A lot of firms doing business in the Latin America BPO ecosystem complain that more should be done – by governments and schools and universities – to build a broader pool of knowledge professionals. Honduras-based Grupo Karims is actually doing something about it.
Grupo Karims, a prominent player in textiles and real estate in Honduras, owns the Altia Business Park in San Pedro Sula which has become a hot bed of BPO activity since opening there four years ago. As part of its corporate social responsibility program in Honduras, the conglomerate is initiating a bilingual educational program in public schools from kindergarten through high school.
The bilingual education program will begin this year with the Grupo Karim’s Foundation funding two classes at different schools. At first a total of 70 pupils (35 at each school) will benefit from four hours of classes a day (two hours each in English and Spanish) from kindergarten onwards, although the plan is to then extent coverage to more schools. Yusuf Amdani, the CEO of Grupo Karims, revealed details of the initiative during the November Central America Nearshore Summit in Managua in a panel discussion moderated by Nearshore Americas’ Kirk Laughlin. Amdani quietly devotes times and energy to worthy causes in Honduras, but this particular project is especially illustrative of a leader who is not content to wait on others to make things happen.
“(The schools) are going to give us the frame of a classroom and we’re going to build it up completely, putting in windows, doors, the ceiling and floor, air conditioning, an electric system, all the furniture including desks, chairs, table and cabinets, and all the educational materials like textbooks, pencils, pens, paints, crayons, and all the teaching equipment like computers, and we’re going to pay the teachers’ salaries,” Altia’s Marketing Director Kathia Yacaman tells Nearshore Americas. “This will come at a total cost of $32,645 USD per classroom, rising by another $10,000 in cases when the Foundation has to build the classrooms from scratch. The backing includes bilingual teachers, teaching materials and guarantee nutritious meals to preschoolers.
By introducing preschool children to English as a second language, the program will help them “develop their skills, language and communication, in a natural way,” a Grupo Karim’s presentation states. The program will serve as “comprehensive training” for the challenges that the pupils will face in later life and will “strengthen their values and opportunities, making them eligible for scholarships and in the future providing opportunity to work in Altia, Green Valley, Pride Performance Fabrics, Pride Manufacturing” and other companies under the Grupo Karim’s umbrella.
Prior to the establishment of the Grupo Karim’s Foundation last year, Altia and the Green Valley industrial park had been certified corporate social responsibility companies for three and five years respectively. All Grupo Karim’s companies engage in corporate social responsibility activities focusing on issues such as health and the environment, Altia’s Marketing Director Kathia Yacaman tells Nearshore Americas.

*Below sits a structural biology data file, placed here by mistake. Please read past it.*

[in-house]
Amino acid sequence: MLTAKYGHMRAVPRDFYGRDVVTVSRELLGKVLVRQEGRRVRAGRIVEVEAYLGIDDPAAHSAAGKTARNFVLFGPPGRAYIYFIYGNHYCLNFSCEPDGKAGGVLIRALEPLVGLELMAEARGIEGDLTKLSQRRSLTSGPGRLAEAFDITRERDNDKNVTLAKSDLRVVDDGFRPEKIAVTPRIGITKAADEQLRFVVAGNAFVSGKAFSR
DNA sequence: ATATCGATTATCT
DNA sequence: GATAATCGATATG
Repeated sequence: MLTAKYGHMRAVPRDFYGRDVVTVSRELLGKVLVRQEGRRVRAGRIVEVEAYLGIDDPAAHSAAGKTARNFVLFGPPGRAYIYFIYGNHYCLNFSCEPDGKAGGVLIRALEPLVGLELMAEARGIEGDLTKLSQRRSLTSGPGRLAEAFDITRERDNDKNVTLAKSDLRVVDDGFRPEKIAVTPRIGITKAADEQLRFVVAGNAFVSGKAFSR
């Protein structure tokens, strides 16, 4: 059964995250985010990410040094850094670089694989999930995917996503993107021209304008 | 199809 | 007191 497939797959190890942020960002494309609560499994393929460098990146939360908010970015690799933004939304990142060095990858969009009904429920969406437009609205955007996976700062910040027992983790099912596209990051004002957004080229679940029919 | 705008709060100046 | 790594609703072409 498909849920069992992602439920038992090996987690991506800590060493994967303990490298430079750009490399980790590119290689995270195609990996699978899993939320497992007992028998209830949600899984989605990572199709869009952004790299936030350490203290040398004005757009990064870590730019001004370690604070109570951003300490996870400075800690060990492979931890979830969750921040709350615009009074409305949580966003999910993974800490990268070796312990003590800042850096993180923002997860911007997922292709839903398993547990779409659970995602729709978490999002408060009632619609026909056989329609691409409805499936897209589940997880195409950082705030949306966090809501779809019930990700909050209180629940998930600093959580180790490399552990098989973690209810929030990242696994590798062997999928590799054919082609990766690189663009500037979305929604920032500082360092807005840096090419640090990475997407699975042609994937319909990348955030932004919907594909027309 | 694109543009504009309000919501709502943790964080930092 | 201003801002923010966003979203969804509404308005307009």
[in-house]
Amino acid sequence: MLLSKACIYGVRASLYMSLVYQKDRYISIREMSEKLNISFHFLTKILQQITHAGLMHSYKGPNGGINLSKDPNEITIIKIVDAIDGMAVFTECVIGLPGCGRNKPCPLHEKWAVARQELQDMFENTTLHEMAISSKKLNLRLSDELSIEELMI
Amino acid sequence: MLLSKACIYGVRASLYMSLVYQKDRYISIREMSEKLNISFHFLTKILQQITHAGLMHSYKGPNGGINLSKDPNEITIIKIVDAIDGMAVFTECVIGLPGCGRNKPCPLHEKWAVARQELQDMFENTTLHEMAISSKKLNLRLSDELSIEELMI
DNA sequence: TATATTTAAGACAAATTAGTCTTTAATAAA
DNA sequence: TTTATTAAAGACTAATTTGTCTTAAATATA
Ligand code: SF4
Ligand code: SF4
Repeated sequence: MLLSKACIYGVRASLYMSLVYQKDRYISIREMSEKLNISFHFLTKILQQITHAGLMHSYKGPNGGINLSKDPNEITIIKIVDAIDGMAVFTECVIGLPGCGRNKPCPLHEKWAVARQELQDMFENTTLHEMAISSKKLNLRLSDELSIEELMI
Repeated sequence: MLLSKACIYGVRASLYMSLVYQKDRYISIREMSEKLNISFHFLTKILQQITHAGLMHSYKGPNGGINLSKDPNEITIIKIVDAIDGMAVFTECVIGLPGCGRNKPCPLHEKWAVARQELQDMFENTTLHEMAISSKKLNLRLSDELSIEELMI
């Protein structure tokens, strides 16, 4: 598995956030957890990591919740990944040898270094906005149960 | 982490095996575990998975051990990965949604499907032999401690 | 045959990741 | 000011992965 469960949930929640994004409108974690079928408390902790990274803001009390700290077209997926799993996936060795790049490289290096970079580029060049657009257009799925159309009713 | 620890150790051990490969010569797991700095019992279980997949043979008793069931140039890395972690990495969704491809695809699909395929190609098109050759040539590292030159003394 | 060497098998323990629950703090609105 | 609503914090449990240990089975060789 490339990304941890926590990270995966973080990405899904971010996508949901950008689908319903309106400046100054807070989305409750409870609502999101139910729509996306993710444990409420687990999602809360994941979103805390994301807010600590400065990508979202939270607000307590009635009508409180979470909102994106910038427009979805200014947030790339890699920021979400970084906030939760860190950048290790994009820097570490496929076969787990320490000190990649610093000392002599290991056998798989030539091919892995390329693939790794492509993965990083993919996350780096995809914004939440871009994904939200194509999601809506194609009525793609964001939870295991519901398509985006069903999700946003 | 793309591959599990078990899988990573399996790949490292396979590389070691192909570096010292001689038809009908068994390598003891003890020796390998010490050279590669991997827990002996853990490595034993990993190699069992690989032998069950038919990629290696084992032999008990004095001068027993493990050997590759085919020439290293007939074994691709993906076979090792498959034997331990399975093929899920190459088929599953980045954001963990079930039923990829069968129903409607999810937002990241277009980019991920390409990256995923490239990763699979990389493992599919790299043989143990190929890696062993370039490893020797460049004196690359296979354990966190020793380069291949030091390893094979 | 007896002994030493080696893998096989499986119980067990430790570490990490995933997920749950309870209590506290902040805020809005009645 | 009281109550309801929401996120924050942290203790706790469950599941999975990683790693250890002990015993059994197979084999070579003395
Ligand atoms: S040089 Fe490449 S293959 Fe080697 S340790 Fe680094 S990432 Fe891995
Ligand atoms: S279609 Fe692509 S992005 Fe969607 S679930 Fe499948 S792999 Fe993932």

Grupo Karim’s President Yusuf Amdani serves as head of the Honduran Association for Corporate Social Responsibility (Fundharse), having been elected by the business community and the Chamber of Commerce. He was chosen “because of all the jobs that he’s generated, all the money that he’s invested in the country and also all the work that he does in the community,” Yacaman says.
Investing in Education
“One of our main focuses has been education,” Yacaman adds, noting that Altia has been helping a nearby school named 18 de Noviembre for the past three years. Altia sponsors children at the school and has repaired broken doors, locks and ceilings there, redecorated the rooms and even built some classrooms and an auditorium/sports facility from scratch.
The company has now helped three schools to recover from a state of disrepair and 2014 will mark the first year of Grupo Karim’s bilingual education program, which aims to boost Honduras’ English-speaking population. Honduras is home to around eight million people, but Yacaman notes that “We have about 35,000 people who speak English in the whole country, 45% in San Pedro Sula, 45% in the capital Tegucigalpa, and the other 10% in the rest of the country.”
“They currently only teach Spanish in public schools but the new government just passed a law to start teaching a quarter of all classes in English. But we … want to implement bilingual education in public schools from kindergarten upwards,” Yacaman says. Teaching kids English from a young age will give them “the opportunity to become bilingual and to get a job immediately after graduating from high school,” she explains.
“We, as a private company, are contributing to the bilingual education system, so as to give opportunities to people who wouldn’t have had opportunities,” Yacaman says. Although the government is supportive of the Foundation’s efforts and the education department has approved the program, she notes that, “We cannot always rely on the government so we do it ourselves and try to contribute to the growth of the economy.”